Tax Cut Plans Called Reckless, Irresponsible

Speaker Philip Gunn’s last-minute tax cut plan is the latest, and most extensive, of the revenue reduction schemes put forth by state leaders in the current session. A plan devised by Lt. Gov. Reeves was passed by the Senate yesterday on a vote of 38-9. See how your senator voted here. That plan would pull close to $400-million from the state budget. But Speaker Gunn raised the stakes significantly with a last-minute bill introduced Monday night, passed yesterday by the House Ways and Means Committee, and passed by the full House today. See how your representative voted here. Numerous amendments were offered; all failed. Amendment 1 would have made the income tax cuts effective only after the MAEP has been fully funded for three consecutive years. See your representative’s vote on that amendment here. Amendment 2 would have made the income tax cuts effective only after PERS had been funded at 80% for three consecutive years. See your representative’s vote on that amendment here. If enacted, the Speaker’s plan would devastate Mississippi’s budget by $1.7-billion.

Some of the state’s largest newspapers have published editorials decrying the idea of tax cuts at a time when Mississippi’s public services, including education, are under-funded. These editorials offer particularly harsh critiques of Speaker Gunn’s plan.

An excerpt from the Sun Herald:

Speaker of the House Philip Gunn’s proposal to phase out Mississippi’s individual income tax is political pandering. It is both deceptive and unworkable.

It is cruel because it gives taxpayers the idea that state government really can, in the words of Lt. Gov. Tate Reeves, give them “a pay raise.”

But not even Reeves, a former state treasurer, dared to take the idea to the extreme Gunn has done.

Click here to read the full editorial on The Sun Herald‘s website.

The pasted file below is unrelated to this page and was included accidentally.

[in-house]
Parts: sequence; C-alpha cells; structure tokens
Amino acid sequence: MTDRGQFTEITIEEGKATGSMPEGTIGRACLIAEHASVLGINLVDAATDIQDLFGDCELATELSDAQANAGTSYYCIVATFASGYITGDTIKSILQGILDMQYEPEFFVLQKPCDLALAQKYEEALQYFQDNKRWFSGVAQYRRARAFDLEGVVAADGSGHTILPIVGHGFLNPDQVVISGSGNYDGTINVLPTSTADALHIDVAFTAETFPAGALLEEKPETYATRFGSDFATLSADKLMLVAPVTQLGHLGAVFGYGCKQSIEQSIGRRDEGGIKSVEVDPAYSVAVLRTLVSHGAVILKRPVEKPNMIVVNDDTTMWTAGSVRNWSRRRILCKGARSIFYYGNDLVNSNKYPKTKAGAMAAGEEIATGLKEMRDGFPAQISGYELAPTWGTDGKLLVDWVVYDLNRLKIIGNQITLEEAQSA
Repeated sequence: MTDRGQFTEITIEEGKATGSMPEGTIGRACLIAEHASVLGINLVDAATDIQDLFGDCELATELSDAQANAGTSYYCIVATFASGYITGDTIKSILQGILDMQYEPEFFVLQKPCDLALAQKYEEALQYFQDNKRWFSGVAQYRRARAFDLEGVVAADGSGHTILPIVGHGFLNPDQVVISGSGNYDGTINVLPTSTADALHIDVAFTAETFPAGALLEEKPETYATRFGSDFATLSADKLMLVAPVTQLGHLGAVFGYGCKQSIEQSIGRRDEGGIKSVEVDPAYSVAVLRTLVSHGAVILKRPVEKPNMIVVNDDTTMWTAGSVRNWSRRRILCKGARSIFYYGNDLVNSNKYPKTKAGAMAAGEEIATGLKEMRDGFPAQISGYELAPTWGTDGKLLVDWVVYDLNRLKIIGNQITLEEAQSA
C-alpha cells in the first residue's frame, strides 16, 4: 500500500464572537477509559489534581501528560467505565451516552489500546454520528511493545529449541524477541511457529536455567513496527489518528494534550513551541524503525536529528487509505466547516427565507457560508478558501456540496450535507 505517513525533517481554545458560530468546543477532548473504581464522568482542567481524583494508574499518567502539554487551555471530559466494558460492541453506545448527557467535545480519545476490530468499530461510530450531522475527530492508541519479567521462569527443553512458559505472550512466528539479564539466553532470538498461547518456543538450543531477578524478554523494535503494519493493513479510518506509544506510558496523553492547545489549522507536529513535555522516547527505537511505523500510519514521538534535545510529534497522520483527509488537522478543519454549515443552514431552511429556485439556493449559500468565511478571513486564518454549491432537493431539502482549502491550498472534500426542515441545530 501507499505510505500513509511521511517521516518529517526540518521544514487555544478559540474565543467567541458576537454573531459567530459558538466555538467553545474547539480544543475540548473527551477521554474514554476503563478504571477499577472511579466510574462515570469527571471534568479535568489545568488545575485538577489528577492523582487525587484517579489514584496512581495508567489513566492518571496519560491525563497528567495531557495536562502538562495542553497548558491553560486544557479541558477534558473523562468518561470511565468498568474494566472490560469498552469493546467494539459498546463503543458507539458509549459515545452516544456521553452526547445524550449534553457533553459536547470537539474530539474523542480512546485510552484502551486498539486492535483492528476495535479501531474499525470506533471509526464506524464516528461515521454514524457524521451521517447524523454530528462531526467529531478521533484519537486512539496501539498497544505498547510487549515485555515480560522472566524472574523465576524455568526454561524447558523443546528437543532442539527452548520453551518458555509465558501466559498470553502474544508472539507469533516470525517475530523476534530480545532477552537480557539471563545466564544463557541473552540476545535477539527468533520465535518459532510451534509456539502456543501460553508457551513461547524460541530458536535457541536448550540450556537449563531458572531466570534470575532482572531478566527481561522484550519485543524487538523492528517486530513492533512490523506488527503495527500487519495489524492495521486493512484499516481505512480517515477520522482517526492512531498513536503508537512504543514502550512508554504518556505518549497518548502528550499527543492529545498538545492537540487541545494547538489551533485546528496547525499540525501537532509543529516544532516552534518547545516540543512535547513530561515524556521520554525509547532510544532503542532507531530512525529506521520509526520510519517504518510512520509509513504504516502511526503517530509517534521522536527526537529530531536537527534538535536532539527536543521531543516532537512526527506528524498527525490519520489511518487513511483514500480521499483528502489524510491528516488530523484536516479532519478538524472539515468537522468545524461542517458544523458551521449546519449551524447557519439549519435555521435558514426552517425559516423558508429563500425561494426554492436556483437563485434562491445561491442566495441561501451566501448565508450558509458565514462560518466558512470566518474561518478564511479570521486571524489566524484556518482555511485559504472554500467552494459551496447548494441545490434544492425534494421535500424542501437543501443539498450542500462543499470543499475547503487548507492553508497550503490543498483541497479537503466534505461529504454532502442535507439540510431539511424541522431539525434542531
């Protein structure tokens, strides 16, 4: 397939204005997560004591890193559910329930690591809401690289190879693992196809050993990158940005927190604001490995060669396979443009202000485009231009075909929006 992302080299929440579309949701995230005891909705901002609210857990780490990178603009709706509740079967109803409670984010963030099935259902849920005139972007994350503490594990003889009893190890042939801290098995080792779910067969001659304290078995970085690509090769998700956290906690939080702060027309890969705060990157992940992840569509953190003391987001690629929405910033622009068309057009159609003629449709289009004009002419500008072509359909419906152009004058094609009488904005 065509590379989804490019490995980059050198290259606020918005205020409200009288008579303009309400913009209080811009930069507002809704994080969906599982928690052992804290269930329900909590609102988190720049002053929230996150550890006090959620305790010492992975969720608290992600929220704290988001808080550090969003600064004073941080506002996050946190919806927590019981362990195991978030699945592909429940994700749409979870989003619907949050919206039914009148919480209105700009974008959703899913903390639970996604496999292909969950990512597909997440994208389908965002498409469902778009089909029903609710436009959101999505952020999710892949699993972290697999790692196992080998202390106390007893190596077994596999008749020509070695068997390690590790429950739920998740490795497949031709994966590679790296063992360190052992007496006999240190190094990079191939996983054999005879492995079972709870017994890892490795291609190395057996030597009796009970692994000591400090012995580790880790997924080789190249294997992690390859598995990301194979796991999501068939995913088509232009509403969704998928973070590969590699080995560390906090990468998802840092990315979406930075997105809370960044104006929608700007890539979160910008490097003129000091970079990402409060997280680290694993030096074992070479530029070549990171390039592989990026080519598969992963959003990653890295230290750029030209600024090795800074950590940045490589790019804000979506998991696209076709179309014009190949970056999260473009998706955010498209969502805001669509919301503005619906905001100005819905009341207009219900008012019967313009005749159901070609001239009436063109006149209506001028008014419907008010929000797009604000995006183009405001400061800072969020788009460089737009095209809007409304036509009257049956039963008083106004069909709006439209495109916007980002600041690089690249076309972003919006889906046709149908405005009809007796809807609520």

An excert from the Northeast Mississippi Daily Journal:

An outbreak of financial delusion that would rob our state’s essential budgets of 30 percent, or more, of reasonably anticipated income happened Tuesday at the state Capitol.

House Speaker Philip Gunn, a Clinton Republican, has joined an apparent election-year contest to see which GOP leader – the governor, lieutenant governor or speaker of the House – can propose the largest tax cut and, in his case, the most irresponsible one.

Gunn proposes abolishing Mississippi’s personal income tax, which could cost the treasury $1.75 billion in current revenues by 2028. The formula won’t kick in fully unless state revenue growth is above 3 percent per year, but that’s hardly sufficient protection against the fiscal risks involved.

Eliminating the income tax, for example, could cost as much as the equivalent of one-half the K-12 education budget.

Click here to read the full editorial on the Daily Journal website.

An excerpt from The Clarion-Ledger:

First off, if lawmakers cut out the state income tax, they will have no other choice than to raise taxes other places if they want to protect Mississippi from going bankrupt.

Personal income taxes currently amount to $1.7 billion, which is nearly 30 percent of the state’s $6.1 billion general fund budget.

Granted, Gunn wants to phase this out over 10 years, but that doesn’t really matter. A stepped phaseout is just a gimmick to make it seem easier. The plan cuts 30 percent of the state’s revenue, period. Over the course of 10 years, lawmakers will either cut spending by 30 percent — not at all doable — or offset the personal income tax cuts with tax increases in other areas.

Click here to read the full editorial column on The Clarion-Ledger‘s website.

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